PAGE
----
Social worker embezzled £20K from service user

Published on 24th April 2018

News


Social worker embezzled £20K from service user

HCPC strikes off social worker who withdrew £20K from a vulnerable service user’s bank account to fund her addiction

Published on 24th April 2018

A social worker who embezzled more than £20,000 from a vulnerable service user has been struck off the Health and Care Professions Council register.

Aimee James admitted taking £21,768.63 from Person A’s bank account, in part to fund her addiction to drugs and alcohol.

“Overall, the Panel considered the convictions would be considered deplorable by fellow professionals and the public,” said the Panel.

Ms James had been employed from 2009 as a registered social worker and care coordinator by Lambeth Council, seconded to the South London and Maudsley NHS Foundation Trust. From May 2010, the Court of Protection had appointed her as Deputy to assist Person A, a vulnerable adult service user, with his property and financial affairs.

However, in November 2016, Lambeth Council launched an investigation after a routine payment from Person A’s bank account was rejected for lack of funds. A full investigation of the handling of Person A’s monies in the period 14 May 2016 to 4 November 2016 revealed that Ms James had expended or withdrawn £21,768.63 from Person A’s bank account.

In a statement during the investigation dated 1 March 2017 and in an investigatory interview on 2 March 2017, Ms James admitted misappropriating Person A’s funds, spending it on herself, in part to fund her addiction to drugs and alcohol. The investigation also revealed that she had prepared a document for the Court of Protection visitor in March 2016 in which she had overstated Person A’s bank balance by over £3,000.
 
Ms James was prosecuted and on 19 April 2017 pleaded guilty to three charges of fraud by abuse of position and one charge of dishonestly making a false representation. By this time, she had repaid most of the money and completed a treatment programme for her addictions.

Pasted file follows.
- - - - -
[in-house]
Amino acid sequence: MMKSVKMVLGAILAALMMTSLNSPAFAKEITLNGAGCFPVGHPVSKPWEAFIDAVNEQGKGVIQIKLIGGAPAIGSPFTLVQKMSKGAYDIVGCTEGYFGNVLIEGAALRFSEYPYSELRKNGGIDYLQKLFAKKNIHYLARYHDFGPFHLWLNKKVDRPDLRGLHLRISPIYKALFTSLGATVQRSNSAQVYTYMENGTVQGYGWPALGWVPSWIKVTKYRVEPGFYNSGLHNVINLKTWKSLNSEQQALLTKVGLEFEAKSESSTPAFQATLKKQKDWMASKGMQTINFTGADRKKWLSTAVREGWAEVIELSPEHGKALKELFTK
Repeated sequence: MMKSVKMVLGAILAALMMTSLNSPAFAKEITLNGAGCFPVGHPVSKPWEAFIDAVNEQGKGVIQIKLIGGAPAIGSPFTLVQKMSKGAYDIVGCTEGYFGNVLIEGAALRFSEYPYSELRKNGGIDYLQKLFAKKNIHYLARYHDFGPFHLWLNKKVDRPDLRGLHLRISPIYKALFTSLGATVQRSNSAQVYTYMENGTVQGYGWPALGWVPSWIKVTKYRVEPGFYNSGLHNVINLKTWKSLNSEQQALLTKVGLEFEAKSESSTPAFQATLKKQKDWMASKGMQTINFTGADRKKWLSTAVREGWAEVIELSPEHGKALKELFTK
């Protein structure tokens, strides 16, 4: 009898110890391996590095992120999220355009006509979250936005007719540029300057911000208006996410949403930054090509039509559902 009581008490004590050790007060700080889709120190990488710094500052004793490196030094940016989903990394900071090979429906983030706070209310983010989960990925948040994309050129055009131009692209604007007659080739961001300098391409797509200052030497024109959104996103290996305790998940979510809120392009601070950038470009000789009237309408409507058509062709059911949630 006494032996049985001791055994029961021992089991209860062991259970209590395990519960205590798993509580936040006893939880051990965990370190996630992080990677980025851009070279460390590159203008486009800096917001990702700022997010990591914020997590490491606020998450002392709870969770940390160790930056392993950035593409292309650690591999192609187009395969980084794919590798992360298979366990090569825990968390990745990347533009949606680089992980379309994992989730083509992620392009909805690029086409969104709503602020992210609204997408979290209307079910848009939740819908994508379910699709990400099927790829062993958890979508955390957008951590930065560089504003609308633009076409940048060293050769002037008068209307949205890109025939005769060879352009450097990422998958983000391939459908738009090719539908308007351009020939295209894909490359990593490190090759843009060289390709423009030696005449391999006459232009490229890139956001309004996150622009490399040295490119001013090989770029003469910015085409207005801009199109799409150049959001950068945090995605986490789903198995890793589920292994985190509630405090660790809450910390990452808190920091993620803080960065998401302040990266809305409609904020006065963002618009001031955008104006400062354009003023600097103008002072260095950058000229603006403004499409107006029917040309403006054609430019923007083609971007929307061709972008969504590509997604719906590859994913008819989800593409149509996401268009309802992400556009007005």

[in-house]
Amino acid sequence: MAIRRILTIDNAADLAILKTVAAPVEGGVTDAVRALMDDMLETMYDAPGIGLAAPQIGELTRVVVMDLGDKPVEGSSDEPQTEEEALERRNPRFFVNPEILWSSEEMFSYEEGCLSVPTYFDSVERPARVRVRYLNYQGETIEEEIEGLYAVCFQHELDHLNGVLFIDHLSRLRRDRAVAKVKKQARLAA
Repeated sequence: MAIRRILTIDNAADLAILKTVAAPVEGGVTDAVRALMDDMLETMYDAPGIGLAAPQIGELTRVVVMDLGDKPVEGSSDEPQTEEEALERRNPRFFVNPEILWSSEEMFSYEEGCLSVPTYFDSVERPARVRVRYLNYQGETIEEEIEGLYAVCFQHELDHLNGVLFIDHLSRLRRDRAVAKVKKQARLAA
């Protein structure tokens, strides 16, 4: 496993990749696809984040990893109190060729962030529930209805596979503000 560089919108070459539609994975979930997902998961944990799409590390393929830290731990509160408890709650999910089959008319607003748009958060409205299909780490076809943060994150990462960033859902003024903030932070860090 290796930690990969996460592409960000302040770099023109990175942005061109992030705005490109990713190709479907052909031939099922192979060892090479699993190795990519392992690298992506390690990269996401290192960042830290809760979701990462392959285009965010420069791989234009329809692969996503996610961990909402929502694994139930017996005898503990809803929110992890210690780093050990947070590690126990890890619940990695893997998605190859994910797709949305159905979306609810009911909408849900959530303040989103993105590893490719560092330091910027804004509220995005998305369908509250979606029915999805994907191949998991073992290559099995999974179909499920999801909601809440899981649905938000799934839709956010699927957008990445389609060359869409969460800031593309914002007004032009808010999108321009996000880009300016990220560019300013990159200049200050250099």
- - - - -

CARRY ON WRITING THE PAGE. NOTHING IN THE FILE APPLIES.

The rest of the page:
On 19 May 2017, Ms James was sent by South London Magistrates Court to Inner London Crown Court for sentence, and was sentenced to 18 months imprisonment suspended for two years. She was ordered to pay £2,876.22 in compensation, undertake 150 hours community service, and pay £1,000 costs.

The Panel noted that although there was evidence of treatment of the addictions, there was no evidence before them of remediation of the dishonesty.  There was, therefore a real risk of repetition of the dishonest behaviour within the convictions.

The Panel determined that the following paragraphs of the ISP applied:

    “Striking off is a sanction of last resort for serious, deliberate or reckless acts involving  abuse  of trust  such  as  sexual  abuse,  dishonesty  or persistent failure.

     “ Striking off should be used where there is no other way to protect the public, for example, where there is a lack of insight, continuing problems or denial. A registrant’s inability or unwillingness to resolve matters will suggest that a lower sanction may not be appropriate.”

The Panel therefore determined that a Striking Off order was the only appropriate order in this case.

 

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